Is 2023 the year of changing habits? Post-pandemic I am still struggling to get into a routine. Even before that, I've always been a sucker for books about habits––habit building, habit stacking, habit systems, you get the idea... Not that it means I have been successful in changing my habits... but I do keep trying! This is why I was attracted to Sally Helgesen and Marshall Goldsmith's book, "How Women Rise: Break the 12 Habits Holding You Back from Your Next Raise, Promotion, or Job."
Other books I have read and loved about habits (Jame Clear's Atomic Habits or the classic Steven Covey, 7 Habits of Highly Successful People), never really considered habits by gender, which it turns out, is quite interesting and revealing. Yes, reading "How Women Rise," there were definitely moments where "I felt seen."
So, what are these 12 habits that are holding women back? They include things like downplaying our achievements, overvaluing expertise, and the perfection trap. Here is a summary:
Reluctance to claim your achievements. Women tend to downplay their successes and hesitate to take credit for their accomplishments. This habit can limit their visibility and impact in the workplace.
Expecting others to spontaneously notice and reward your contributions. Women often assume that their hard work and dedication will be noticed and rewarded without them having to speak up for themselves. Unfortunately, this is rarely the case, and women who don't advocate for themselves may miss out on opportunities.
Overvaluing expertise. While expertise is certainly valuable, it's not the only thing that matters in the workplace. Women who focus too much on their own expertise may be perceived as lacking in leadership potential.
Building rather than leveraging relationships Women tend to prioritize building strong relationships with their colleagues, which is important. However, they may not always leverage those relationships to advance their own careers.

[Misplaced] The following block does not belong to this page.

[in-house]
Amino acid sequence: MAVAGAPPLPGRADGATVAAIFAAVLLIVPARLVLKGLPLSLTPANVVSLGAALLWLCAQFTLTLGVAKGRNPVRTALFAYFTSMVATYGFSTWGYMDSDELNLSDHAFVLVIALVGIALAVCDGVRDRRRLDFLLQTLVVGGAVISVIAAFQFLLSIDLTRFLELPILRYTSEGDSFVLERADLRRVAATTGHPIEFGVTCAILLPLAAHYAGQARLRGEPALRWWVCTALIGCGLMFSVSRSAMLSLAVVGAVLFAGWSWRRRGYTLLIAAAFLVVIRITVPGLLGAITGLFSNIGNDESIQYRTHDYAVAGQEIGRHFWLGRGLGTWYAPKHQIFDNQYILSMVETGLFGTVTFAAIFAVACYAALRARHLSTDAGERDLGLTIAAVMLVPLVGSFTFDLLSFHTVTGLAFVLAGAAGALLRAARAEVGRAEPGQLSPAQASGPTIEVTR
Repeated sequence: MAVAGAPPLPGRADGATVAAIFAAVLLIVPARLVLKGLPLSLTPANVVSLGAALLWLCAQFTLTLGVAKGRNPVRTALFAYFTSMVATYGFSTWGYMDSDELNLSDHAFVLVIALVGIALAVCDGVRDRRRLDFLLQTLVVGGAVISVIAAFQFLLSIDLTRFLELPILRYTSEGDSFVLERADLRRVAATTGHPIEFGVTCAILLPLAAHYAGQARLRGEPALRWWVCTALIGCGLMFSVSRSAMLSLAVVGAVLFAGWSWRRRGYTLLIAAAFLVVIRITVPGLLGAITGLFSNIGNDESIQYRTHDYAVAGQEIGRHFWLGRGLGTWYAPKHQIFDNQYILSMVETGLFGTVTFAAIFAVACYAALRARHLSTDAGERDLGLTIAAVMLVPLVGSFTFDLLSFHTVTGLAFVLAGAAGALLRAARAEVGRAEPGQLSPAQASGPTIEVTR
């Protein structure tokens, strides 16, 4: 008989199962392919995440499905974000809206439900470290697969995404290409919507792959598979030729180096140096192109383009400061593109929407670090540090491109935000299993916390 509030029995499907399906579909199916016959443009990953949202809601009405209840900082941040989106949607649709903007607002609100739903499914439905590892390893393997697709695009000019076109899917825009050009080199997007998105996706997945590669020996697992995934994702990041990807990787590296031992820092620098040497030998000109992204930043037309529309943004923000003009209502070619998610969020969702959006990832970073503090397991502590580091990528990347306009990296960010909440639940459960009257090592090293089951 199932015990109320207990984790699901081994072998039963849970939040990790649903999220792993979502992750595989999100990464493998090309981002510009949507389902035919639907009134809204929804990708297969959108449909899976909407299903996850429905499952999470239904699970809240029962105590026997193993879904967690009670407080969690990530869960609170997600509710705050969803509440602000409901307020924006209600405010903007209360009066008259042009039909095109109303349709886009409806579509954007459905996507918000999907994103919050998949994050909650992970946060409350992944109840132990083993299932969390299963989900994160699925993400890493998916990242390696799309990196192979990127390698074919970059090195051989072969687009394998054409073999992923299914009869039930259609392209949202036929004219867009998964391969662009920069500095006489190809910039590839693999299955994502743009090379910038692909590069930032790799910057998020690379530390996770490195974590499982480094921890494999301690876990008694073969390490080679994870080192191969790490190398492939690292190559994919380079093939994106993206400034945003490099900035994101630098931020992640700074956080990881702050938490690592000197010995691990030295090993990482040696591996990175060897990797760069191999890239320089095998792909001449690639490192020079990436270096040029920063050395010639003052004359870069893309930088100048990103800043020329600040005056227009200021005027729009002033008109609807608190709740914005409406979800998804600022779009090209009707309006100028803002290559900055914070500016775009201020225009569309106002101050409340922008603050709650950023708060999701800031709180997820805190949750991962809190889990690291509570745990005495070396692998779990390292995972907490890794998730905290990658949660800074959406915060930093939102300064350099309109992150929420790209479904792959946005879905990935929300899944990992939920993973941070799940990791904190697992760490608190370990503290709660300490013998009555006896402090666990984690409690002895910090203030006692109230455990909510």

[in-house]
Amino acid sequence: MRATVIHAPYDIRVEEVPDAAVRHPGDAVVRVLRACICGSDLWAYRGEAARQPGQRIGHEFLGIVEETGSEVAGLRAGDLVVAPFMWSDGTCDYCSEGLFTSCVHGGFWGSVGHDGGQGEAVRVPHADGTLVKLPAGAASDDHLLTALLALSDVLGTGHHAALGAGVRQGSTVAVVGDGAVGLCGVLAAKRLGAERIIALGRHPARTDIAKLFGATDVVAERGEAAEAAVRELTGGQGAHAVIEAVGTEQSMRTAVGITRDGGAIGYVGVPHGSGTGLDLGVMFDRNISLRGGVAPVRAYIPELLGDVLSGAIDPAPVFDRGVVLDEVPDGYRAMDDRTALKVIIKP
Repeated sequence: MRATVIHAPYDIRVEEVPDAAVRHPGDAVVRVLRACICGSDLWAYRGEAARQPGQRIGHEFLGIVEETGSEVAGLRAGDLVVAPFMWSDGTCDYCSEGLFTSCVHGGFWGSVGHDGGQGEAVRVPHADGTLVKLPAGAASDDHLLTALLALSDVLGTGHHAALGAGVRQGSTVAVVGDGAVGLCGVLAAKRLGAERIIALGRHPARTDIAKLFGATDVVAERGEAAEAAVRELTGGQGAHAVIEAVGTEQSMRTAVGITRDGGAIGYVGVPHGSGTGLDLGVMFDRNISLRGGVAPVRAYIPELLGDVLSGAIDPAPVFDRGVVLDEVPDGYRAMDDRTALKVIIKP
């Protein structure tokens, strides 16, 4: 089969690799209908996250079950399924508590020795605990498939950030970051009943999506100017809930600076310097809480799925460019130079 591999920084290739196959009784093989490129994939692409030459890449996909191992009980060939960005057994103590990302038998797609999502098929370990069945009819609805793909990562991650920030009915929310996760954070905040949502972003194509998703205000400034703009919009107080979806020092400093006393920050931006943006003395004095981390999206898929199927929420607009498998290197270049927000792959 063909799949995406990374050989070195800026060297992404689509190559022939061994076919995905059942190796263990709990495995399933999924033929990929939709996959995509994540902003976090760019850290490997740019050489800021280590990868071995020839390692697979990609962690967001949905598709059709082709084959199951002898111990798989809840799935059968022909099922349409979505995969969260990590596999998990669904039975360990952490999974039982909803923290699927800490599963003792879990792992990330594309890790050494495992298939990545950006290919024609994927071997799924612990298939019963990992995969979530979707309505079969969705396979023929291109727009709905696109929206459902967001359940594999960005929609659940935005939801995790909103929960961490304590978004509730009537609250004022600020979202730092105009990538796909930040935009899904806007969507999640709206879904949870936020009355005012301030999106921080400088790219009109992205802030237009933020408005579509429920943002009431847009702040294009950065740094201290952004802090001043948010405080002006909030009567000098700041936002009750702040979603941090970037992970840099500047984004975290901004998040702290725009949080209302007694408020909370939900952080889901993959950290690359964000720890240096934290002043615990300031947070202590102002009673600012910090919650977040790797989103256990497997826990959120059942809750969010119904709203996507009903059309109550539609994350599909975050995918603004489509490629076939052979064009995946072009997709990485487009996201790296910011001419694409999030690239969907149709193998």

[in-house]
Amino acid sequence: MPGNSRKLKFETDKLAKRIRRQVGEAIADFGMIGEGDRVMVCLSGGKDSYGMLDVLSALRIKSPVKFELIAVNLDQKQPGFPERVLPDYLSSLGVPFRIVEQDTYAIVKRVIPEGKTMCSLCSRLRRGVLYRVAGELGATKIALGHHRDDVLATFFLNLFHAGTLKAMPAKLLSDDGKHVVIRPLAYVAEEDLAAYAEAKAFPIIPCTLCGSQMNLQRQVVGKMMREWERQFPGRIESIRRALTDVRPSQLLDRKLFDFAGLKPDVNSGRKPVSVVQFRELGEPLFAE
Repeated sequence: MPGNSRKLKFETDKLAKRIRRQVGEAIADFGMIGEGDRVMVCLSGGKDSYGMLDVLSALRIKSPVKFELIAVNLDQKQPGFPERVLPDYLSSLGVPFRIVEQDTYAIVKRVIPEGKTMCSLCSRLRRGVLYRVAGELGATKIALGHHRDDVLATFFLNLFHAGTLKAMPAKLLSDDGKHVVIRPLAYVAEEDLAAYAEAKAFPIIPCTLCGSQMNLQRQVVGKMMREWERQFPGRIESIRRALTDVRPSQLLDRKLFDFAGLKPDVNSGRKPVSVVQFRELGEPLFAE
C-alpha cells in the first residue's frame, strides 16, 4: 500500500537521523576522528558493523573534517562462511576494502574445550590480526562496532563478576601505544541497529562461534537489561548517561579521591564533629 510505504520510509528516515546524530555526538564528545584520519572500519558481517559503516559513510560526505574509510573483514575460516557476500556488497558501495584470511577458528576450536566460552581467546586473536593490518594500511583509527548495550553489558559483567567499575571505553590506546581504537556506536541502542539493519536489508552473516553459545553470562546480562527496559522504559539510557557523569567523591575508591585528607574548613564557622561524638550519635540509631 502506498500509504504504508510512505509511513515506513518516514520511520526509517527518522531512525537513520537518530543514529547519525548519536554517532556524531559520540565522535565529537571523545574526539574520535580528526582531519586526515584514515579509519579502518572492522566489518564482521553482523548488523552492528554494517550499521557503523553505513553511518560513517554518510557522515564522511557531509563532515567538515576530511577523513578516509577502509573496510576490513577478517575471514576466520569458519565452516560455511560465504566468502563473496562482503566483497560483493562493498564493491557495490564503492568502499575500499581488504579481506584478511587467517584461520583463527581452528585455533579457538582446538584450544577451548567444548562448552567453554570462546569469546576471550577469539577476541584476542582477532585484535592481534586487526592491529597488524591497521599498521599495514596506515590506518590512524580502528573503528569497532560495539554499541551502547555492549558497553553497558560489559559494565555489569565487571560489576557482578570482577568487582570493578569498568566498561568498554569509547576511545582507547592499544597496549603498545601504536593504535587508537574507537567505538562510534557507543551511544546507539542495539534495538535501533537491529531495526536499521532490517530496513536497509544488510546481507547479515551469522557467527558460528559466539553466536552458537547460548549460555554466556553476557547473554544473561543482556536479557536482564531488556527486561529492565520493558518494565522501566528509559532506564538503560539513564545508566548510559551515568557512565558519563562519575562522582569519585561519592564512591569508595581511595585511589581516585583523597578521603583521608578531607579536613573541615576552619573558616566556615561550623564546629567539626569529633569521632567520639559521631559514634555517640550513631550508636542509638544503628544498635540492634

Failing to enlist allies from day one. Women may hesitate to ask for help or support from others, but enlisting allies early on in their careers can help them build momentum and accelerate their progress.
Putting your job before your career. Women who focus too much on their day-to-day responsibilities may miss out on opportunities to build their skills and reputation outside of their immediate role.
The perfection trap. Women often feel pressure to be perfect, which can lead to overwork, burnout, and missed opportunities.
The disease to please. Women are often socialized to prioritize the needs of others over their own. While being kind and considerate is important, it's also crucial for women to advocate for themselves and their own goals.
Minimizing. Women may downplay their strengths or accomplishments, which can make it harder for others to see their value.
Too much. Women who take on too much may spread themselves too thin, sacrificing their own well-being and effectiveness.
Ruminating. Women may dwell on mistakes or setbacks, which can undermine their confidence and resilience.
Letting your radar distract you. Women may get caught up in monitoring their environment for potential problems, which can make it hard for them to focus on their own goals and priorities.
Can you relate to any of these? In the book, these 12 habits are illustrated with real-life examples that were engaging and relatable, and packed with insights into how the habits hold women back from reaching their full potential in the workplace. Most importantly, the book offers advice on how to change these habits. Here are four examples of how to change:
Whether you're just starting out in your career or you're a seasoned leader looking to break through to the next level, this book is a useful guide. Let me know what you think!